Objective: Medication information comprises a most valuable source of data in clinical records. This paper describes use of a cascade of machine learners that automatically extract medication information from clinical records.
Design: Authors developed a novel supervised learning model that incorporates two machine learning algorithms and several rule-based engines.
Measurements: Evaluation of each step included precision, recall and F-measure metrics. The final outputs of the system were scored using the i2b2 workshop evaluation metrics, including strict and relaxed matching with a gold standard.
Results: Evaluation results showed greater than 90% accuracy on five out of seven entities in the name entity recognition task, and an F-measure greater than 95% on the relationship classification task. The strict micro averaged F-measure for the system output achieved best submitted performance of the competition, at 85.65%.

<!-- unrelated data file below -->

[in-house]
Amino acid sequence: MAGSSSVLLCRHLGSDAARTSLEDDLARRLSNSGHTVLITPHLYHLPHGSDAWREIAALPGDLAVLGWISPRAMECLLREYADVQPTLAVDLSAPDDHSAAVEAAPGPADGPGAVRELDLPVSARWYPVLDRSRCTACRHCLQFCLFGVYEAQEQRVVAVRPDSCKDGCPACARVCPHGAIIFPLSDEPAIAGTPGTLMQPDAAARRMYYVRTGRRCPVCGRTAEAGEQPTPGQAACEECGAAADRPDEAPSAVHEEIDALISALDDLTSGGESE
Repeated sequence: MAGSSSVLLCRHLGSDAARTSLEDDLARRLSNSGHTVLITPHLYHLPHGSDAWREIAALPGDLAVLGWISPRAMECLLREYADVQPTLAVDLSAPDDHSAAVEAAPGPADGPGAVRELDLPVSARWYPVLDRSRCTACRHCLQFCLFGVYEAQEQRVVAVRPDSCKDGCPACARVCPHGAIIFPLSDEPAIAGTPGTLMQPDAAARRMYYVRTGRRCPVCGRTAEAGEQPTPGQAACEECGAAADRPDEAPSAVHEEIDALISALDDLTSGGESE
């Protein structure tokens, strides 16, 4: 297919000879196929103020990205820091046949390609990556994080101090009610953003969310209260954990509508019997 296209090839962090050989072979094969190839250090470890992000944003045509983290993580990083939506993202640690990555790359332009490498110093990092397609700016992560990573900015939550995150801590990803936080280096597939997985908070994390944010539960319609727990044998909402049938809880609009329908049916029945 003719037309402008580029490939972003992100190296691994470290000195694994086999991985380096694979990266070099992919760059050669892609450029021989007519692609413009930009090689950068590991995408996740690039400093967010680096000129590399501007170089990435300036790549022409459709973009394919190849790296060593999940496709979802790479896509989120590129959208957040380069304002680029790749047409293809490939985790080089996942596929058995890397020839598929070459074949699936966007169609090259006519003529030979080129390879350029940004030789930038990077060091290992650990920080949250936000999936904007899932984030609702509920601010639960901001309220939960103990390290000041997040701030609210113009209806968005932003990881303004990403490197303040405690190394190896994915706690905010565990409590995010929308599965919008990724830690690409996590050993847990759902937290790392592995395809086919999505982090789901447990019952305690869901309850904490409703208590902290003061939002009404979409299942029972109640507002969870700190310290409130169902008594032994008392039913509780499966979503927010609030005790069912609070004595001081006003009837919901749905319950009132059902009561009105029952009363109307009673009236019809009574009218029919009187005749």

Limitations: Clinical staff will only use practical processing systems if they have confidence in their reliability. Authors estimate that an acceptable accuracy for a such a working system should be approximately 95%. This leaves a significant performance gap of 5 to 10% from the current processing capabilities.
Conclusion: A multistage method with mixed computational strategies using a combination of rule-based classifiers and statistical classifiers seems to provide a near-optimal strategy for automated extraction of medication information from clinical records.